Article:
UN ‘Dysfunction’ at Heart of Slow Response to Humanitarian Crises

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July 8, 2014 – The global humanitarian system is failing to appropriately and rapidly respond to crises and the UN is at heart of this failure, according to a new report from Medecins Sans Frontiers.

The organization reviewed three recent crises – the refugee emergency in Upper Nile State, South Sudan from Nov. 2011 to Nov. 2012; the M23 mutiny in North Kivu, DRC, from April 2012 to April 2013; and the influx of Syrian refugees to Jordan from July 2012 to June 2013.

“The UN was at the heart of the dysfunction in each of the cases reviewed. There, historical mandates and institutional positioning have created a system with artificial boundaries (for example, between the coordination roles of UNHCR for refugees and OCHA elsewhere), to the detriment of those needing assistance and protection,” the report states.

“Further, the triple role of key UN agencies, as donor, coordinator and implementer, is causing conflicts of interest, especially in recognizing and correcting mistakes.”

Significantly, the report notes that “insufficiency of financing was not identified as a major constraint on performance in any of the three emergencies reviewed.”

Instead it says that disbursement of funds is slow and bureaucratic and the process for receiving funds in the field takes up to three months “which means it cannot be properly considered ’emergency response.'”

The report specifically criticizes the UN Refugee Agency’s role as coordinator, implementor and donor saying this triple role led to considerable “conflicts of interest” and this in turn made it difficult for “UNHCR itself to admit to bigger problems or to ask for technical assistance from other UN agencies, for fear of losing out on funding or credibility.”

It says that refugee status and not need or vulnerability was the primary determinant of assistance and that those registered with UNHCR and living in UNHCR camps were prioritized over those living in host communities.

The MSF report also states that “risk aversion” is a major problem in the global humanitarian response system and “populations received assistance in large part based on how easy they were to target and reach.”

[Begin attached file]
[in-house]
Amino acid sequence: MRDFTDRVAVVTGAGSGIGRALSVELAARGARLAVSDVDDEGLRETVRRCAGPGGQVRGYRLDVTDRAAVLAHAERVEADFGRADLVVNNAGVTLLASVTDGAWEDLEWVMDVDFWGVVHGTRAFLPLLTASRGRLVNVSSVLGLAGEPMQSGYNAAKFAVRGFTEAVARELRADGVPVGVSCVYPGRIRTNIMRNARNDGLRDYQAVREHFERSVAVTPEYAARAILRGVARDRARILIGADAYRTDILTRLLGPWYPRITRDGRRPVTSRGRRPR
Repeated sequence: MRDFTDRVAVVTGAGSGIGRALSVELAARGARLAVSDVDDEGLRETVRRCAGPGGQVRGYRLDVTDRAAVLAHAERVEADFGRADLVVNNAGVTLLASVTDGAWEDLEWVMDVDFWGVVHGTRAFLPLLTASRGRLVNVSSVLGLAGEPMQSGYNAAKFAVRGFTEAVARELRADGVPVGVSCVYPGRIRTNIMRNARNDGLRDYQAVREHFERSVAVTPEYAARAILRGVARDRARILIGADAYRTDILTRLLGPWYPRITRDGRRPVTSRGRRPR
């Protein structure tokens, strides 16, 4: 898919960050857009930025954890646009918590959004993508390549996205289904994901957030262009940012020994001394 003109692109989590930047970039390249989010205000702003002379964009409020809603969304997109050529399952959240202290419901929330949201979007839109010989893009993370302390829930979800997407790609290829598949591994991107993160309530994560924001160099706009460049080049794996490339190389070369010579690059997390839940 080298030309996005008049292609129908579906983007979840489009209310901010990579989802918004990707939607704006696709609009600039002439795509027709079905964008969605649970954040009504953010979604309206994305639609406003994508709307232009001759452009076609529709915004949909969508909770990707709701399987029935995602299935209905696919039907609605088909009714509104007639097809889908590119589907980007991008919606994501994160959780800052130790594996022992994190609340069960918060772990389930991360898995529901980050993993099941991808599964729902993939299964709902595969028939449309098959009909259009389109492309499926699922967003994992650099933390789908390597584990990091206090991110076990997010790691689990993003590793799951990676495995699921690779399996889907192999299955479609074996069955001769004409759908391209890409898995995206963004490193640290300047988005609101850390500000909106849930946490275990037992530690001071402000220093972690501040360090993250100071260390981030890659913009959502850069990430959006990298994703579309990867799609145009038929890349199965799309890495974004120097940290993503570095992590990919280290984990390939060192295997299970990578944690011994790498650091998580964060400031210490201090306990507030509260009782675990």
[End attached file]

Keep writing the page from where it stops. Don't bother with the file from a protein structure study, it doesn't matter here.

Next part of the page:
“While the humanitarian system has grown massively, this had not led to a proportionate improvement in performance during emergencies,” the report concludes.

A spokesperson for the UN Office for the Coordination of Humanitarian Affairs responded that it welcomes the contribution by MSF ahead of the World Humanitarian Summit which is being convened because of the “unprecedented strain on the international humanitarian system” and that “many of the report’s conclusions are reflected in OCHA’s own reviews of humanitarian operations.”

“The UN has already been addressing some of the concerns raised by MSF. We are working to improve our security management,” OCHA’s Clare Doyle said in an email to UN Tribune. “Aid organisations are using rapid mobile response teams, for example in South Sudan, to reach the most remote locations. Over 800,000 people have been reached by these teams since March 2014.”

She added that research does not indicate that aid workers are becoming more risk averse. “Figures from the Aid Workers Security Database do not support MSF’s assertion that humanitarian workers are becoming more risk averse, but indicate that the risk acceptance of humanitarian workers is increasing slightly.”

– Denis Fitzgerald
On Twitter @denisfitz

Image/UNHCR

Related Stories:

South Sudan’s Expulsion of UN Official Brings Controversial Integrated Approach Into Focus

Replacing Valerie Amos: Political Appointment or Merit Based?

Four Insiders Who Could Replace Valerie Amos As OCHA Head

57 Countries Urge UN Security Council to Refer Syria to ICC

Jan. 14, 2013 – Switzerland, on behalf of 57 countries, on Monday sent a letter to the president of the Security Council urging the 15-nation body to refer the situation in Syria to the International Criminal Court.

Among the signers of the letter were permanent Council members Britain and France as well as non-permanent members Australia, Luxembourg and South Korea. 

Libya and Tunisia were the only Arab countries to sign the letter.

China and Russia, not surprisingly, did not sign on to the letter but neither did Sweden, the United States and current non-permanent Council member Argentina. 

The letter was sent the same day the International Rescue Committee released a report detailing “horrific levels” of sexual violence recounted by refugees who’ve fled Syria in the past 22 months. 

-Denis Fitzgerald